It's so. It's been so, for
When we married, she came with very little in the way of financial assets (but did bring along a history of two recent bankruptcies). I brought significant assets, the biggest of which was the house. It seemed like an ideal place for her children to grow up. So we agreed that we'd live here, even though it's the house I lived in with my first wife and in which Bitter Cookie and I raised our children. I bought out my ex-wife out and re-financed (which, among other things, means that my mortgage lasts until I turn 79). I moved back in shortly before Nimue and I married.
Now she was asking me to move out, to continue paying the mortgage and utilities, and to find a place of my own in which to live. I flat out refused. She wouldn't leave either, because "it's the kids' home and they don't want to leave," so she sleeps in what used to be the family room.
Shortly before she made her decision that we should separate, we had been seeing the therapist, Macron Larks. He'd been therapist to both of us from long before we got together, so he was a natural choice. She mentioned in one of our last sessions with him that she'd had this strong intuition that a separation might be good (for her children). Macron allowed as how it could be important to pay attention to such perceptions, but stressed that if we did separate for the sake of Nimue's children, it was very important for the marriage that she put set a date when the separation would end. When the youngest turned 18, or 21, or when the last one had finished high school, or college, or something like that.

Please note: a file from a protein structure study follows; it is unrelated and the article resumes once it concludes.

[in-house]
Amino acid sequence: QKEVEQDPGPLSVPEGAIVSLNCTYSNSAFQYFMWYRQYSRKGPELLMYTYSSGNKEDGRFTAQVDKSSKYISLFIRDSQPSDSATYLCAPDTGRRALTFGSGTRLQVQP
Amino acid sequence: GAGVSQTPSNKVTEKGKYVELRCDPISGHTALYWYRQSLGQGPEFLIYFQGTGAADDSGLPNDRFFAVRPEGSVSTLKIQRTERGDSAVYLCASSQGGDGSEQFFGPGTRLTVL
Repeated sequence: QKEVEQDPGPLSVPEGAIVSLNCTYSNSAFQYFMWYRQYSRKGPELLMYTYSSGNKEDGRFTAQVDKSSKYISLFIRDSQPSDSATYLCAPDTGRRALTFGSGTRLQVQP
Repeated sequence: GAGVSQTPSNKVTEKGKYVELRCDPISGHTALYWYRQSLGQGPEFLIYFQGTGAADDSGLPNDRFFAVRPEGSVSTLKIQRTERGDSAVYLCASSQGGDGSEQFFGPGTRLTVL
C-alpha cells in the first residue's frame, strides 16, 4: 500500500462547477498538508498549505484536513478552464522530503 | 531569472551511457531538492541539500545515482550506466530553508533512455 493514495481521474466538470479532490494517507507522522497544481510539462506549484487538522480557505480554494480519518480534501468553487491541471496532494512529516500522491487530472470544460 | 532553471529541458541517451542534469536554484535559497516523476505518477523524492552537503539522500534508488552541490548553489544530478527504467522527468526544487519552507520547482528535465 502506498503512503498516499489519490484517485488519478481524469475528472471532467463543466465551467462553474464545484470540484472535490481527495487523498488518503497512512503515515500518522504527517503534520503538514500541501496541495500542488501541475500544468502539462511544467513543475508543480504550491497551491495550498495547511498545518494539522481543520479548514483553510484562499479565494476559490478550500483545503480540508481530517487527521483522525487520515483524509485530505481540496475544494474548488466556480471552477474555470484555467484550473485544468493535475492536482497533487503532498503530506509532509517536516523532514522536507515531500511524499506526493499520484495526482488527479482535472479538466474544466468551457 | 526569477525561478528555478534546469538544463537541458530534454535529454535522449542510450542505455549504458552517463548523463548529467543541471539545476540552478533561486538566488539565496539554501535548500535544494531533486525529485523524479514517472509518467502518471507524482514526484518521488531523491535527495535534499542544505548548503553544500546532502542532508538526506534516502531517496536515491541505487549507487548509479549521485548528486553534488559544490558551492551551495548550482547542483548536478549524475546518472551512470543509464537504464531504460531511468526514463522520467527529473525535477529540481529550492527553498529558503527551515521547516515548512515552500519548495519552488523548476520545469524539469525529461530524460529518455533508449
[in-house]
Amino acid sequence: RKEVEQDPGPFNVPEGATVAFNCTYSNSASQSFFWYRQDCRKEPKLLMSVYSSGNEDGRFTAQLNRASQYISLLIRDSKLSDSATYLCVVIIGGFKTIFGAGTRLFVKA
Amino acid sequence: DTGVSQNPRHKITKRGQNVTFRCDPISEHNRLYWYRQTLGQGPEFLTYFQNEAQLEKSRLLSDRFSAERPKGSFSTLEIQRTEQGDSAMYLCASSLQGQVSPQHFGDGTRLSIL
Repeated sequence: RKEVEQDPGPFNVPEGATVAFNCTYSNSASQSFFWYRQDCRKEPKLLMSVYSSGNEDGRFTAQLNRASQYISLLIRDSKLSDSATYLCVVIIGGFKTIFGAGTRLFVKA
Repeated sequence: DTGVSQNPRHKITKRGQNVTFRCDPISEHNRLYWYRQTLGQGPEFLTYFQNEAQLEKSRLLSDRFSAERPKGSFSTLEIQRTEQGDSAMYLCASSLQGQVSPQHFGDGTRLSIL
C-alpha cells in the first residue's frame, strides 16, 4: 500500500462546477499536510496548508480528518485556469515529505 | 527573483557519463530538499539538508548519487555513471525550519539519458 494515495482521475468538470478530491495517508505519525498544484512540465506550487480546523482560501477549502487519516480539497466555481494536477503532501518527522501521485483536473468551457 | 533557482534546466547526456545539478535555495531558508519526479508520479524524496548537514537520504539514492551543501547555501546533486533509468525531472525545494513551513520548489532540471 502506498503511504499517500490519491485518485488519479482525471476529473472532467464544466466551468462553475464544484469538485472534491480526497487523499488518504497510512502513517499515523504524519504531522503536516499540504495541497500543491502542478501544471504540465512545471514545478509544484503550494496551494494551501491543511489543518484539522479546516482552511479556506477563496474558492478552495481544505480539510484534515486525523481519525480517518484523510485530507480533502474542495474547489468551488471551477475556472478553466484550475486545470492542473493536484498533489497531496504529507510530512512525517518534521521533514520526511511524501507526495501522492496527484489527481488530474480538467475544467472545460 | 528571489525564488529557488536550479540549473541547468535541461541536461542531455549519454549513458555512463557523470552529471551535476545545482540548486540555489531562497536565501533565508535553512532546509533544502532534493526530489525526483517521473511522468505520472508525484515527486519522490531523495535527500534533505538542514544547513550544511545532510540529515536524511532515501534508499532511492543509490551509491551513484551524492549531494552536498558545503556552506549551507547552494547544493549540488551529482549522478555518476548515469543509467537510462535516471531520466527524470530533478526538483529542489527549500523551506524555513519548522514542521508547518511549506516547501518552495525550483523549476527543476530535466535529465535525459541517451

I reminded her of this caveat a year or so into the separation—when we still seemed able to have rational conversations—and told her that one of my big fears was that she'd never set such a deadline, that one thing would always lead to another and there'd be no end of good reasons to continue the separation a little longer. At the time she allowed as how that was probably true. I remember how my heart sunk when she agreed so readily. It was like a punch to the belly.
All this came up tonight when she asked if I had decided about going back to see Macron Larks, something I had agreed to think about. I reminded her about his caveat. Now she has no memory at all of him saying it at all. "Besides," she says, "I have no control over when my children will be ready to leave."
I still can't believe it. As if my heart hadn't sunk low enough already, it has gone into free fall. A veritable body slam to the belly.